An estimated 45% of adults snore occasionally, while a quarter of adults do so regularly, according to Johns Hopkins.
This common issue can affect sleep quality and lead to frequent sleep disruptions — but in some cases, it can be a sign of a serious health issue.
Fox News Digital spoke with Dr. Shelby Harris, a New York-based clinical psychologist and director of sleep health at Sleepopolis, who shared what to know about the topic.
Here are key points.
What causes most cases of snoring?
Snoring is the result of restricted airflow through the nose or throat, which leads to the vibration of tissues in the upper airway, according to Harris.
“There are various factors that can lead to snoring, such as nasal congestion caused by allergies or a deviated septum, sleeping on your back, alcohol or smoking, obesity, and an obstructed airway,” she said.
While snoring can sometimes be harmless and may resolve on its own, it can also indicate a more serious condition, such as obstructive sleep apnea (OSA), the doctor warned.
“Sleep apnea often goes undiagnosed, so if you are experiencing snoring or breathing difficulties while sleeping, it’s important to get evaluated by a sleep specialist,” she said.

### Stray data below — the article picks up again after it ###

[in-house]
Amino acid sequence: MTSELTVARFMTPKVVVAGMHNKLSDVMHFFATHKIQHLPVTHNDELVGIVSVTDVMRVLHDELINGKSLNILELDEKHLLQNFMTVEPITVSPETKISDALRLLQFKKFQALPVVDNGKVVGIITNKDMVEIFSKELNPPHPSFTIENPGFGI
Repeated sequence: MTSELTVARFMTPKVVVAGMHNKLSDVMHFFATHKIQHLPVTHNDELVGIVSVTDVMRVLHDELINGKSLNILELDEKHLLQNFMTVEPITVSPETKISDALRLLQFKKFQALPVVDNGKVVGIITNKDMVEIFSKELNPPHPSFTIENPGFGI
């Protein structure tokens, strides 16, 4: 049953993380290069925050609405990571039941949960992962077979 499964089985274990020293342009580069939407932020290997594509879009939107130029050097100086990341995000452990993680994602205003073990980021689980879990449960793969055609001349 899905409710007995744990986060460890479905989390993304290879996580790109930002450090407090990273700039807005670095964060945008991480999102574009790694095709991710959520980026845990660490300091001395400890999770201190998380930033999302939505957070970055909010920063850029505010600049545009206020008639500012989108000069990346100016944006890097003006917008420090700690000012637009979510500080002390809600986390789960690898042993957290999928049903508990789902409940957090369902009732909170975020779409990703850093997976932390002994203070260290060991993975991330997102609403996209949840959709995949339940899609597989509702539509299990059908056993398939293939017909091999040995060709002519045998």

If someone routinely experiences disruptive snoring — which is loud and frequent, disrupts sleep, or leads to daytime fatigue — that can be an indicator of an underlying sleep disorder such as sleep apnea, Harris said.
“Also, if snoring is accompanied by pauses in breathing, gasping for air or choking sounds, it could be a sign of OSA,” she added.
If snoring is caused by obstructive sleep apnea and goes undiagnosed, it can have significant health risks, Harris noted.
“Risks associated with OSA can include an increased risk of heart disease, stroke, diabetes, high blood pressure and heart attack,” the doctor said.
If you experience snoring that interferes with sleep or is accompanied by any of the warning signs listed above, it’s important to speak with a sleep specialist, said Harris.
For snoring that is not caused by an underlying condition, such actions as sleeping on your side, elevating your head, avoiding alcohol before bed, maintaining a healthy weight and using a humidifier in your bedroom can help reduce snoring, according to Harris.
The doctor also advised against “home remedies,” such as mouth taping, which can further restrict airflow and lead to a greater risk of serious health complications.